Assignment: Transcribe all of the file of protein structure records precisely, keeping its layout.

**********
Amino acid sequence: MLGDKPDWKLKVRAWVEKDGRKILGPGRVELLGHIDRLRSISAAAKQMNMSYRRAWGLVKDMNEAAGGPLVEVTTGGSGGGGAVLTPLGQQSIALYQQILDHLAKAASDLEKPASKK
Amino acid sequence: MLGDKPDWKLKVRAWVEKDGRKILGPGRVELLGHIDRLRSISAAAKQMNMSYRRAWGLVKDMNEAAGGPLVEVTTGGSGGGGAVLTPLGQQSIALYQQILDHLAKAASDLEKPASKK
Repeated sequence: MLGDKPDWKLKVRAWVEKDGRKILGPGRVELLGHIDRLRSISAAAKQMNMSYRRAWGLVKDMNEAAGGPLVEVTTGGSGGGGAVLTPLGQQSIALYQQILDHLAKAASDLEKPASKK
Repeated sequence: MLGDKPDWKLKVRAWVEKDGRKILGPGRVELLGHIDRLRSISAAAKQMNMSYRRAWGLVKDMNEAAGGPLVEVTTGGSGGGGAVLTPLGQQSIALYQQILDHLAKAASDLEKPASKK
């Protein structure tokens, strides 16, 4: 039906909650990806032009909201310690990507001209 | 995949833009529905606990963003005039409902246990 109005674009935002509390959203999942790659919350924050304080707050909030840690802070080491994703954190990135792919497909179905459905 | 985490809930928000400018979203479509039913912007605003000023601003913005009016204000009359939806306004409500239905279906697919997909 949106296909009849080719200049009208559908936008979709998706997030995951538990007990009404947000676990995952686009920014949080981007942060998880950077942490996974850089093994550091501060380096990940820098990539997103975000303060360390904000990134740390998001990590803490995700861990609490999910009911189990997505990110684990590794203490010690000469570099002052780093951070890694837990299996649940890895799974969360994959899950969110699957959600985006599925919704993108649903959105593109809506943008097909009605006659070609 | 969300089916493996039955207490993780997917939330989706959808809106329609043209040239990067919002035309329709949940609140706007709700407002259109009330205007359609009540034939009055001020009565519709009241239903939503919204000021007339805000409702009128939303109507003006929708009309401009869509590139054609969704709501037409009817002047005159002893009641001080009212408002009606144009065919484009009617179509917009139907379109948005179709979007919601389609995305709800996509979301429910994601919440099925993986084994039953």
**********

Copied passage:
Amino acid sequence: MLGDKPDWKLKVRAWVEKDGRKILGPGRVELLGHIDRLRSISAAAKQMNMSYRRAWGLVKDMNEAAGGPLVEVTTGGSGGGGAVLTPLGQQSIALYQQILDHLAKAASDLEKPASKK
Amino acid sequence: MLGDKPDWKLKVRAWVEKDGRKILGPGRVELLGHIDRLRSISAAAKQMNMSYRRAWGLVKDMNEAAGGPLVEVTTGGSGGGGAVLTPLGQQSIALYQQILDHLAKAASDLEKPASKK
Repeated sequence: MLGDKPDWKLKVRAWVEKDGRKILGPGRVELLGHIDRLRSISAAAKQMNMSYRRAWGLVKDMNEAAGGPLVEVTTGGSGGGGAVLTPLGQQSIALYQQILDHLAKAASDLEKPASKK
Repeated sequence: MLGDKPDWKLKVRAWVEKDGRKILGPGRVELLGHIDRLRSISAAAKQMNMSYRRAWGLVKDMNEAAGGPLVEVTTGGSGGGGAVLTPLGQQSIALYQQILDHLAKAASDLEKPASKK
């Protein structure tokens, strides 16, 4: 039906909650990806032009909201310690990507001209 | 995949833009529905606990963003005039409902246990 109005674009935002509390959203999942790659919350924050304080707050909030840690802070080491994703954190990135792919497909179905459905 | 985490809930928000400018979203479509039913912007605003000023601003913005009016204000009359939806306004409500239905279906697919997909 949106296909009849080719200049009208559908936008979709998706997030995951538990007990009404947000676990995952686009920014949080981007942060998880950077942490996974850089093994550091501060380096990940820098990539997103975000303060360390904000990134740390998001990590803490995700861990609490999910009911189990997505990110684990590794203490010690000469570099002052780093951070890694837990299996649940890895799974969360994959899950969110699957959600985006599925919704993108649903959105593109809506943008097909009605006659070609 | 969300089916493996039955207490993780997917939330989706959808809106329609043209040239990067919002035309329709949940609140706007709700407002259109009330205007359609009540034939009055001020009565519709009241239903939503919204000021007339805000409702009128939303109507003006929708009309401009869509590139054609969704709501037409009817002047005159002893009641001080009212408002009606144009065919484009009617179509917009139907379109948005179709979007919601389609995305709800996509979301429910994601919440099925993986084994039953």